Frequency domain analysis of heart rate variability (HRV) data was carried out for the 5- minute recordings before and after the sessions. The mean heart rate was obtained from this record. The mean values were removed from the heart rate series to obtain the HRV values. The HRV power spectrum was obtained using Fast Fourier Transform (FFT). The power in HRV series in the following specific frequency bands was studied, Viz., the very low frequency (VLF) band (0- 0.05 HZ), low frequency (LF) band (0.05- 0.15 HZ), and high frequency (HF) band (0.15- 0.50 Hz). The low frequency and high frequency values were expressed as normalized units, which represent the relative value of each power component in proportion to the total power minus VLF component (LF) norm = LF/ (total power-VLF) X 100; HF norm = HF/(total power-VLF) X 100)" (Task force of the European Society of Cardiology the North American Society of Pacing and Electrophysiology, 1996).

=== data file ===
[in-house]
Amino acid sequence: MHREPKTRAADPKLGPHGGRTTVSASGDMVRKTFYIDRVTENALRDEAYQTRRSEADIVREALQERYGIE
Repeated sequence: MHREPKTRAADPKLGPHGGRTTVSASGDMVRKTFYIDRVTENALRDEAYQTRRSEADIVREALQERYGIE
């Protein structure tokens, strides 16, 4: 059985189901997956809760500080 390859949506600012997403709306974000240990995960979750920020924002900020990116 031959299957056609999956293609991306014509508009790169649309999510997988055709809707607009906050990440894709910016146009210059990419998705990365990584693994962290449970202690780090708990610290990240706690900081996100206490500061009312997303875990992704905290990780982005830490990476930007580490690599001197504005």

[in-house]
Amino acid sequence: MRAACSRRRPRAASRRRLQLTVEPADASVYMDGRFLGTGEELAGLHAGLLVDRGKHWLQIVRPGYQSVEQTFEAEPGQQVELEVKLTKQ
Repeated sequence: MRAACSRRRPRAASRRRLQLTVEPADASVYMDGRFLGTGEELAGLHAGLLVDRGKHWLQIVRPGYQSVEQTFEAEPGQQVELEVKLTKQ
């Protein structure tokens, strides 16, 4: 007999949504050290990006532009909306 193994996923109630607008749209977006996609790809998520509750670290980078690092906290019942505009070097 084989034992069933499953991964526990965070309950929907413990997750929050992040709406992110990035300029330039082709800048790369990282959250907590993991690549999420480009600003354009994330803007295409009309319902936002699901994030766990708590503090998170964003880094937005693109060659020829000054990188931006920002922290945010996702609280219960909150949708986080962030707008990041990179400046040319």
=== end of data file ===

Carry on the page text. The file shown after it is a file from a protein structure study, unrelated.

Data analysis
A two factor analysis of variance (ANOVA) was used to check for significant differences between the categories of subjects, i.e., factor A, and for differences between recordings before and after, i. e., factor B. The Tukey test for the least significant difference between means was used for multiple comparisons. The "t" test for paired data was used to assess the significance between, after, and before values of each group, separately, to detect changes which were not significant with the Tukey test.

Oxygen consumption, breath rate and breath volume
There was a significant difference between values recorded before and after the session of isometric relaxation technique and of supine rest (i.e., Factor B) for breath rate F = 5.22, for df = 1,96, p<.05(2), values for oxygen consumption, breath amplitude were not significant. The difference between two categories of subjects was not significant (Factor A), with no significant interaction between Factors (A X B).